Law School Discussion

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Poll

Where Should I go???

University of Oregon
 1 (25%)
University of Denver
 3 (75%)

Total Members Voted: 4

Author Topic: University of Denver v. University of Oregon  (Read 4953 times)

cjweber

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Re: University of Denver v. University of Oregon
« Reply #10 on: March 22, 2011, 10:15:37 AM »
Come to U of O, i think thats where i'll end up next year!

I feel like Boulder would be a huge powerhouse in CO.  The rank difference between Boulder and Denver is large enough that the two schools aren't really in the same league.  The difference between U of O and L&C or even U of Washington is much more manageable....  Well at least the difference between Oregon and L&C isnt that big haha

I just keep hearing "pick where you want to end up" so also keep that in mind!!

If anyone else knows there going to Oregon feel free to PM me!


bigs5068

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Re: University of Denver v. University of Oregon
« Reply #11 on: March 22, 2011, 12:10:53 PM »
I go to the top school in my market and only half of last years class had a job at graduation.



I also think there's 4T and there's 4T.  Looking at Ohio schools, honestly, I mean no disrespect to anybody, but I don't think anybody thinks there's a whit of difference between CSU, U of Toledo and U of Akron Law.  I think they're all regarded as competent, not particularly remarkable, and just solid, state-supported law schools with rather forgiving admissions policies. 

I don't think anybody thinks of them as “great”, but I don't think anybody thinks of them as “bad” either.  They're “good”, solid, they teach you the law and get you ready to practice if you're willing to put in the work and you have some potential.  The top of the classes probably do very well.  The bottom of the classes probably not so much.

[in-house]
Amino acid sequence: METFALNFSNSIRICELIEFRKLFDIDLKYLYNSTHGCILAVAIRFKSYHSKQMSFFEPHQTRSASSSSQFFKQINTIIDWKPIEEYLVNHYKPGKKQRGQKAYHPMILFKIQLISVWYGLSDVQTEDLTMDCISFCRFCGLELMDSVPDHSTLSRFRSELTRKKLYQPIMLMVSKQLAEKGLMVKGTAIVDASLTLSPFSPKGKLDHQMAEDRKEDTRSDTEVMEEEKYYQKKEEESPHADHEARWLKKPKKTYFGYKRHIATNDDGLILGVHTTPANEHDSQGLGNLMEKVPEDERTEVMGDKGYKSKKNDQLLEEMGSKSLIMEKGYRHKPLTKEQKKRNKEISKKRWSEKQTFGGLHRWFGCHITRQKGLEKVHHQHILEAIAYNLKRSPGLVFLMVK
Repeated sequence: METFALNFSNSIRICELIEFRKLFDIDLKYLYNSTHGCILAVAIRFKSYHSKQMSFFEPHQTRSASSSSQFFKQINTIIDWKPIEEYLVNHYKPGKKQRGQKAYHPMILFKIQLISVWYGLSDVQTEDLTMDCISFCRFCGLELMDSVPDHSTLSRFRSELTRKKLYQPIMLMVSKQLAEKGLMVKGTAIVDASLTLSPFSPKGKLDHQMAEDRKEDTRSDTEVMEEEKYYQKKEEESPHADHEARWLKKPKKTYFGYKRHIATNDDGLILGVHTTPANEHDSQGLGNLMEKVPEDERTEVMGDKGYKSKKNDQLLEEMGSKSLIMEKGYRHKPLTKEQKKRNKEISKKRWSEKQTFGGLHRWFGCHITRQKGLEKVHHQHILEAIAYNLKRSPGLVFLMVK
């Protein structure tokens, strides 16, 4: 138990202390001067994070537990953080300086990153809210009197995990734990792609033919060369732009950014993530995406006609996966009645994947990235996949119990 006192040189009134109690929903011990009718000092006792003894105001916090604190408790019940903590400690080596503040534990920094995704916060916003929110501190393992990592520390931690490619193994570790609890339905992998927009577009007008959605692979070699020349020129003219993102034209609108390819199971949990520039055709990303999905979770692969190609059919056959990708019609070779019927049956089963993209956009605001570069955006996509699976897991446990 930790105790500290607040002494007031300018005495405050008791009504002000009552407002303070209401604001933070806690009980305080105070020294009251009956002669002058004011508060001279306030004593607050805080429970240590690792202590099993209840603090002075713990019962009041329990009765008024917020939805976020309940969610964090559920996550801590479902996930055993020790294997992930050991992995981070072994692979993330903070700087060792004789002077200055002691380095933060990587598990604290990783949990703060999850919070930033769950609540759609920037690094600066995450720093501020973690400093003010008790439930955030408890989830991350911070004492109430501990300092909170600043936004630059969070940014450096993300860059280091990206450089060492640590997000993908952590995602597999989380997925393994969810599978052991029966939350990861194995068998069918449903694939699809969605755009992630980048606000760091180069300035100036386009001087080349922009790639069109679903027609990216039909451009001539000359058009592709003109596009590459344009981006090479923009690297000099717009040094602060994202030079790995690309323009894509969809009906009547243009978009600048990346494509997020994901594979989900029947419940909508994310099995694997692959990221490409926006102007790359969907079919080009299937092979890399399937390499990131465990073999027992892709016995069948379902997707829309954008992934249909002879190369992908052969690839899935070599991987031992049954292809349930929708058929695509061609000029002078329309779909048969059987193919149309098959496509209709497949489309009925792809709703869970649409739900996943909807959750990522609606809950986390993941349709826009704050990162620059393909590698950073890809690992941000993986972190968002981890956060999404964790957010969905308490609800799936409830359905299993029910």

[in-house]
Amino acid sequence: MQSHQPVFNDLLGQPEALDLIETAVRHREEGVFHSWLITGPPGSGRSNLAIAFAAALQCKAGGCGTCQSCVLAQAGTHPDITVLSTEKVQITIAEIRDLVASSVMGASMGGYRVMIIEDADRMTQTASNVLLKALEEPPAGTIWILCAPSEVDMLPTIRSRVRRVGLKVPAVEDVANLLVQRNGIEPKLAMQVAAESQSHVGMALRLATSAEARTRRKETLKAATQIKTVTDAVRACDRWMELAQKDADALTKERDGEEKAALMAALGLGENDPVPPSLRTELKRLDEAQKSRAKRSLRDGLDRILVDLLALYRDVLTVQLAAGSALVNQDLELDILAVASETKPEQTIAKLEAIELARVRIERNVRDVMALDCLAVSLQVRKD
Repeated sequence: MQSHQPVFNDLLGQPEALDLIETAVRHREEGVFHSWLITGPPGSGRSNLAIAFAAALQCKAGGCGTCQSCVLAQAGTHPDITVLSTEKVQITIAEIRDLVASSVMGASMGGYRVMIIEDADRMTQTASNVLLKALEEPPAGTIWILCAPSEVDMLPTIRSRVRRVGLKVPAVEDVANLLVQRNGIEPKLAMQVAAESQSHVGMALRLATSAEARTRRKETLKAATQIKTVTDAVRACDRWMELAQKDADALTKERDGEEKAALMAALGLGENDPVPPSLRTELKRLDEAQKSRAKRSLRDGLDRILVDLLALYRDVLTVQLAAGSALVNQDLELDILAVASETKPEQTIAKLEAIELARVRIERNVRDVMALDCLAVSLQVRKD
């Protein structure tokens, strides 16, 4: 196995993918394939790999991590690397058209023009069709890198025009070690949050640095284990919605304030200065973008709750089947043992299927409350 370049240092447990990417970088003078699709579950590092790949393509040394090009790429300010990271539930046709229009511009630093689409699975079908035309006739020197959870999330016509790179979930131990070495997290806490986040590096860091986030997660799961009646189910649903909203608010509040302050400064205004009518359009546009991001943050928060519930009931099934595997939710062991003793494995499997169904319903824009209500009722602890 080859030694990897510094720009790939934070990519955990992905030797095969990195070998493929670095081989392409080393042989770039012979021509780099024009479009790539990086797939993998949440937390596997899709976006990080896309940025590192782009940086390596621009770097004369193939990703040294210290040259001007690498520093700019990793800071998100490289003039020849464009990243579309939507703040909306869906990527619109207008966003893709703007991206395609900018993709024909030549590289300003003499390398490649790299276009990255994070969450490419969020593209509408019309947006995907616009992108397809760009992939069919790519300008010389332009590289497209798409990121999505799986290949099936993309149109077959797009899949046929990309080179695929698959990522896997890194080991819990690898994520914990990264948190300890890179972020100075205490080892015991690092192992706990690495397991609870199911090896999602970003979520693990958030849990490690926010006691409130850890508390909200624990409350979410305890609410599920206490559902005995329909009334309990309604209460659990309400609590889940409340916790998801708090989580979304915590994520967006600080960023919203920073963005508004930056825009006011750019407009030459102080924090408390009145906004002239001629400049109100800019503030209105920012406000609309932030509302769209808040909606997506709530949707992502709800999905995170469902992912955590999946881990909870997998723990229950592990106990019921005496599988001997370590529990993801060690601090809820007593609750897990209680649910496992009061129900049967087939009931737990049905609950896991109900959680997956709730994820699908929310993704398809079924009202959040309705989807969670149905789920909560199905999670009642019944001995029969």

They all move around a lot between 3T and 4T.  Once in a while, one of them will crack the lower part of 2T.  (Toledo has been there a couple of times this century).  There seems to be a lot of movement and jockeying in the 3 and 4T. 

That tells me the rankings are highly imprecise when drawing distinctions between these schools.  You just can't take them too seriously if it's possible to be #98 one year, and in the hoard below #143 three years later.  Contrast to the T14, where the schools are the same every year. 



That is exactly my point regarding the rankings. As you said none of those Ohio schools turns heads, but I have known one Toledo grad that was quite comptenent and had a good job. I wasn't blown away that she went to Toledo Law School, but I didn't think wow what an idiot either. It came down to her ability to do her job, which she did quite comptenently. Even in Oregon I honestly know there is Williamette, Oregon, Lewis & Clark, and maybe another school. If you asked me which school is better I would have literally no idea. None of them are impressive, Oregon is famous for it's sports program. However, that would not make me think outstanding lawyers are being produced. Again, if I was rating lawyers I would look at that track record etc.